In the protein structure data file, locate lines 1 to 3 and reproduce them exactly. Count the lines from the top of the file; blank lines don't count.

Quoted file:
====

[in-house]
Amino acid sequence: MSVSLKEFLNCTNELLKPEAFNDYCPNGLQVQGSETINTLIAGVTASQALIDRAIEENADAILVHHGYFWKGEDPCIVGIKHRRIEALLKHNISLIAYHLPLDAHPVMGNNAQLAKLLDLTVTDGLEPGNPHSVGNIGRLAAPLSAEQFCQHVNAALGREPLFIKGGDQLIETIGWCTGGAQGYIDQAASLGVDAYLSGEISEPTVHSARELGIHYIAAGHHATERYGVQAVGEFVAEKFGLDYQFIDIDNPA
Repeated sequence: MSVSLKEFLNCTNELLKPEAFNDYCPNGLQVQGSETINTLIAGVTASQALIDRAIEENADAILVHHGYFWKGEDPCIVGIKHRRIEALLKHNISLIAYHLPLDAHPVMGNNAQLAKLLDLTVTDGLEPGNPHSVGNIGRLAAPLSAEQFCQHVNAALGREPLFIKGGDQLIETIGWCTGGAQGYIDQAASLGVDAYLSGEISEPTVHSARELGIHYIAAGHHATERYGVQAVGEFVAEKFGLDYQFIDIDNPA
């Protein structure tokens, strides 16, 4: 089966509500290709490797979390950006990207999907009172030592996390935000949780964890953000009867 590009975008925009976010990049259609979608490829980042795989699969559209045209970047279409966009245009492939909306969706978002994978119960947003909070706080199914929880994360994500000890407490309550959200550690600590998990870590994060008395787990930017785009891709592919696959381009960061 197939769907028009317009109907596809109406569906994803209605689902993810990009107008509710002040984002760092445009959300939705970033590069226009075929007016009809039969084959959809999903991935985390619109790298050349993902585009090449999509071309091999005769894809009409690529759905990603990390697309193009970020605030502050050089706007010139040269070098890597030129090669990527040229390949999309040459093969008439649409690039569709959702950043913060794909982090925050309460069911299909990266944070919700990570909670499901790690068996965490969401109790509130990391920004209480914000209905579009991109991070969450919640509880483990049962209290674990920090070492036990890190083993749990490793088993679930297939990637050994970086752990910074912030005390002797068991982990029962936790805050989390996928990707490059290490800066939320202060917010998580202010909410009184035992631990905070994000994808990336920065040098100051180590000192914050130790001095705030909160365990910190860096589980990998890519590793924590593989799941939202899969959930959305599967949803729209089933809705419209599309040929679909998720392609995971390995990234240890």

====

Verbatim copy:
[in-house]
Amino acid sequence: MSVSLKEFLNCTNELLKPEAFNDYCPNGLQVQGSETINTLIAGVTASQALIDRAIEENADAILVHHGYFWKGEDPCIVGIKHRRIEALLKHNISLIAYHLPLDAHPVMGNNAQLAKLLDLTVTDGLEPGNPHSVGNIGRLAAPLSAEQFCQHVNAALGREPLFIKGGDQLIETIGWCTGGAQGYIDQAASLGVDAYLSGEISEPTVHSARELGIHYIAAGHHATERYGVQAVGEFVAEKFGLDYQFIDIDNPA
Repeated sequence: MSVSLKEFLNCTNELLKPEAFNDYCPNGLQVQGSETINTLIAGVTASQALIDRAIEENADAILVHHGYFWKGEDPCIVGIKHRRIEALLKHNISLIAYHLPLDAHPVMGNNAQLAKLLDLTVTDGLEPGNPHSVGNIGRLAAPLSAEQFCQHVNAALGREPLFIKGGDQLIETIGWCTGGAQGYIDQAASLGVDAYLSGEISEPTVHSARELGIHYIAAGHHATERYGVQAVGEFVAEKFGLDYQFIDIDNPA